C developers can use GMP [swox.com] . Other developers can use one of many bindings to GMP.

## Use A Proper Decimal Library (2, Informative)

## Anonymous Coward | more than 7 years ago | (#15900526)

## I am Intel of Borg (4, Funny)

## www.sorehands.com (142825) | more than 7 years ago | (#15900540)

There have been many examples, such as the original pentium bug. Of course, there was a bug in Windows Calc, it was 2.01 - 2.0 = 0 (If I remember correctly).

## Re:I am Intel of Borg (1)

## Saxophonist (937341) | more than 7 years ago | (#15900611)

While Intel's gaffe is possibly the most famous, consider this tidbit from Applesoft Basic:

Granted, this was a software implementation bug, not a hardware bug. (I don't recall the exact precision of the response, but it was something of that nature.)

## The author is seriously confused (5, Insightful)

## mlyle (148697) | more than 7 years ago | (#15900542)

Similarly, the spacecraft problem mentioned is one of an errant cast, not because of dilution of precision in floating point calculations.

The author could really pick his examples better-- as mistakes in numerical programming happen often and are often of great import.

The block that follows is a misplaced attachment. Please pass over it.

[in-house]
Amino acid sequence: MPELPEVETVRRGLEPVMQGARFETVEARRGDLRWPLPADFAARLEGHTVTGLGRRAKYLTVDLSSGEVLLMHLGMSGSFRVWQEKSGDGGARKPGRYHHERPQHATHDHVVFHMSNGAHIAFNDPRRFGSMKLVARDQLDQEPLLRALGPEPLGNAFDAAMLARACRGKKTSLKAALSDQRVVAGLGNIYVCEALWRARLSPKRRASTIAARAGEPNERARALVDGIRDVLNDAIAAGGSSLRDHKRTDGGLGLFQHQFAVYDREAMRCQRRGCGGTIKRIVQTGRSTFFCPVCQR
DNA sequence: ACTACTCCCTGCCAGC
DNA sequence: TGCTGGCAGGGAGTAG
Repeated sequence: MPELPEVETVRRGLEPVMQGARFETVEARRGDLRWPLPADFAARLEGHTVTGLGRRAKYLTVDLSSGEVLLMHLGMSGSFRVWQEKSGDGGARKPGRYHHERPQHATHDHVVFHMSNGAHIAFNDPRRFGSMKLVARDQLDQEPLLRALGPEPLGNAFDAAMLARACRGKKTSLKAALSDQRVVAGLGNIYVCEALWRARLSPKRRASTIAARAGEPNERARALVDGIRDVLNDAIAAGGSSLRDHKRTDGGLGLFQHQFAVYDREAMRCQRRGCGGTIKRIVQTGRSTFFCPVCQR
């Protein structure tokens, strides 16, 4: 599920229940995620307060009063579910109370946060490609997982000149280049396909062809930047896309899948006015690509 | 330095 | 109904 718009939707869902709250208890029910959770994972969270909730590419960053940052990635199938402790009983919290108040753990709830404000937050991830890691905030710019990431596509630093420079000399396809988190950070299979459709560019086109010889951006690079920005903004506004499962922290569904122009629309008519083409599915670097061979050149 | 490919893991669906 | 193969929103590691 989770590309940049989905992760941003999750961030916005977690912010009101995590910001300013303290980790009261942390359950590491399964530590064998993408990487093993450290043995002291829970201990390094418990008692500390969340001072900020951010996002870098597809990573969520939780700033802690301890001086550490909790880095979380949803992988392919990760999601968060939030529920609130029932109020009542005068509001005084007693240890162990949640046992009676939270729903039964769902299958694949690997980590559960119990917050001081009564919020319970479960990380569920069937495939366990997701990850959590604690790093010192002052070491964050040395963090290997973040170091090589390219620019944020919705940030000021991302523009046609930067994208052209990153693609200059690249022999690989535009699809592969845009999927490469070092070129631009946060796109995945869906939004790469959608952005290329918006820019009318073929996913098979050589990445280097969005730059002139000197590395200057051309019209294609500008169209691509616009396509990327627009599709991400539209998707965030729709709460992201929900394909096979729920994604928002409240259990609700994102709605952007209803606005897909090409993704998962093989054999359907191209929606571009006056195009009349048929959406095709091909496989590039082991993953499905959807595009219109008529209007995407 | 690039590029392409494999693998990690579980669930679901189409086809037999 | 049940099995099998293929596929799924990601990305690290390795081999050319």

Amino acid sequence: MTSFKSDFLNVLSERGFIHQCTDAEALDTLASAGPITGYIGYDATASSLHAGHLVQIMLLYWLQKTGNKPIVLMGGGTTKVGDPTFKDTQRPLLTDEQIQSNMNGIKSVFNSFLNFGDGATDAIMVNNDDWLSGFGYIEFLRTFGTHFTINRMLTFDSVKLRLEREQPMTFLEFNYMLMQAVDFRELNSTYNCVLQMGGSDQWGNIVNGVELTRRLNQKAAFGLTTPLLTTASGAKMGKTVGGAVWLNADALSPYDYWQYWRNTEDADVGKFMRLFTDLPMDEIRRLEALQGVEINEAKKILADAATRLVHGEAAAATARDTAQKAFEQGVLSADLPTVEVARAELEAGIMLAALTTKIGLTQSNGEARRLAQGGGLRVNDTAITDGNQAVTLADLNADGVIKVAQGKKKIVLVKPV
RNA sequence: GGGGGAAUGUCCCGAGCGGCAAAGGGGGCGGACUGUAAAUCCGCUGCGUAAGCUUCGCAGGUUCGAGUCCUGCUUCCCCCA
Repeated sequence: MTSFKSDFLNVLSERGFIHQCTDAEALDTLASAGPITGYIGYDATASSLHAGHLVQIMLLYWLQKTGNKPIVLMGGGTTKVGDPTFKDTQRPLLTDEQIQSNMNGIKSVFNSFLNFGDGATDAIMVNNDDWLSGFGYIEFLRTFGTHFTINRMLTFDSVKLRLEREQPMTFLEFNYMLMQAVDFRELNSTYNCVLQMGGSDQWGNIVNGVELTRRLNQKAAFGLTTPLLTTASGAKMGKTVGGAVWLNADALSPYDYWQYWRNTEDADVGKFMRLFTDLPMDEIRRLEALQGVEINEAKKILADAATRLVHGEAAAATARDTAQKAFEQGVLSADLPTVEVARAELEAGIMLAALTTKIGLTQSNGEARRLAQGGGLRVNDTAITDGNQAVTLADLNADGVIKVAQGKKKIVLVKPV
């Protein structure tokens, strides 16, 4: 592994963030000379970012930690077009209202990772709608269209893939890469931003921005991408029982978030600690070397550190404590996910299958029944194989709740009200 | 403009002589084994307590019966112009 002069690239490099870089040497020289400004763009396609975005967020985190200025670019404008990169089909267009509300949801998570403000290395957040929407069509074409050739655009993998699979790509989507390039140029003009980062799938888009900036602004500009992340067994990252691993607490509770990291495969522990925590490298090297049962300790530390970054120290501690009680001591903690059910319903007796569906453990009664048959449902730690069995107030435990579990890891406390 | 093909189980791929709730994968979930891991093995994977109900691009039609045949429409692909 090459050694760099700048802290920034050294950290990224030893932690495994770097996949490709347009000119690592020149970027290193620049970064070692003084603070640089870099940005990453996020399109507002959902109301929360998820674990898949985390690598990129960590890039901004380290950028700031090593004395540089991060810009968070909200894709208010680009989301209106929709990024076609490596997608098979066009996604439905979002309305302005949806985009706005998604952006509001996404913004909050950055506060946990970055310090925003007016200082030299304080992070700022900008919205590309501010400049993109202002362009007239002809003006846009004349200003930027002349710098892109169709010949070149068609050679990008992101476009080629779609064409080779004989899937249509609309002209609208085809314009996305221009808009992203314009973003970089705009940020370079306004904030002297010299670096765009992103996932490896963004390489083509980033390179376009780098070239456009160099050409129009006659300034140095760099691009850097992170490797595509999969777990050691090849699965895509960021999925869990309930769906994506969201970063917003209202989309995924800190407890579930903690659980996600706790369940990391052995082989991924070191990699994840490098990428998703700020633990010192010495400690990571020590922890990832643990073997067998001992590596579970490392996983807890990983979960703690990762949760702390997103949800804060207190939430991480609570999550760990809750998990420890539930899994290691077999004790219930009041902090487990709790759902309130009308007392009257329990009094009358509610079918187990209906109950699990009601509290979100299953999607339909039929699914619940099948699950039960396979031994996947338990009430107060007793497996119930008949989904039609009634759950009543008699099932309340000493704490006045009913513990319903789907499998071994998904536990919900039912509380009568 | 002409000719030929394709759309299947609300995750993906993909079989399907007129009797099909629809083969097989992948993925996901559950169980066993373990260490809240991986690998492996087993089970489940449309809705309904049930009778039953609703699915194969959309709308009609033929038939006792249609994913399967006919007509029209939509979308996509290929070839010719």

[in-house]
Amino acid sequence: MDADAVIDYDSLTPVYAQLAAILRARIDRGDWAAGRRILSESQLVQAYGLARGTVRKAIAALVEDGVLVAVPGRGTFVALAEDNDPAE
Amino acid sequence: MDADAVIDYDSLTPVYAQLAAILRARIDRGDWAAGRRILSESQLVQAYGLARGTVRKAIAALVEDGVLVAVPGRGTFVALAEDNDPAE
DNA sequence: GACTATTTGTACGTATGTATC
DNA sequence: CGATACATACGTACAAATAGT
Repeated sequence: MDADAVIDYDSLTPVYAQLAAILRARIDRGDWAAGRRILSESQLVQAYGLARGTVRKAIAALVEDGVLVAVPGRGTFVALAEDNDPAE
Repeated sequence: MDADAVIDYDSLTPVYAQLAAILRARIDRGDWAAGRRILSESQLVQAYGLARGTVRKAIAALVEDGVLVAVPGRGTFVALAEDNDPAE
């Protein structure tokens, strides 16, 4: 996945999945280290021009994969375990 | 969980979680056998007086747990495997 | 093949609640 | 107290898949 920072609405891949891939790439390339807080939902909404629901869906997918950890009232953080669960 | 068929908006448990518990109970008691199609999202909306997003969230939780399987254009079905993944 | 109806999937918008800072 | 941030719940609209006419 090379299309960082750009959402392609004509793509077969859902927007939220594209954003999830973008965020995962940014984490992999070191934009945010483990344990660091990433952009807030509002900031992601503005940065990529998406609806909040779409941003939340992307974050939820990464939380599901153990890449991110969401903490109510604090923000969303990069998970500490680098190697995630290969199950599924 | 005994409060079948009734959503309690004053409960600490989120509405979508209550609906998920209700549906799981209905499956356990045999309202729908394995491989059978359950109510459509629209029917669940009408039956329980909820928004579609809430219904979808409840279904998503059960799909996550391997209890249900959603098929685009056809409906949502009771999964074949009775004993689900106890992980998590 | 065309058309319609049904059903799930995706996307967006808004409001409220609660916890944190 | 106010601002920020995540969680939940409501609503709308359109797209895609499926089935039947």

## Re:The author is seriously confused (3, Informative)

## mlyle (148697) | more than 7 years ago | (#15900552)

Pensioners shortchanged of 'float' [ncl.ac.uk]

Ariane casting problem (float -> 16 bit int) [ncl.ac.uk]

## A good example of the evils of math. (1)

## bigmaddog (184845) | more than 7 years ago | (#15900719)

As usual, it's not just one thing that screws everything up, not even in the narrow confines of the Patriot's software problem. Here's a short write-up [siam.org] on that math/software part of it. There were other issues with the Patriot but that'd be blatant off-topic flamebait.

## Re:A good example of the evils of math. (4, Informative)

## codegen (103601) | more than 7 years ago | (#15900774)

Actually the problem was that they used a float to store the system time (time since power on) in the ground radar unit. It allowed the clock to be used in calculations without a conversion. A float will store an integer just fine (and accurately) until the number gets too large and then the units part drops off the bottom of the precision and the increment operator no longer makes any sense. This was a design decision that made sense for the role for which the missle platform was originally designed. The patriot was originally designed to be used in the European Theater (if the cold war ever turned hot) and as such would never remain in one location for more than a very few days.The clock is reset everytime they move the battery (they power off the ground tracking radar when they move). The use in the gulf war was in a strategic role (not tactical) which kept them continuously operating in a single location for long periods of time, and the shortcut they used came back to haunt them (as usual). If they had reset the system every few days, the problem would not have occured.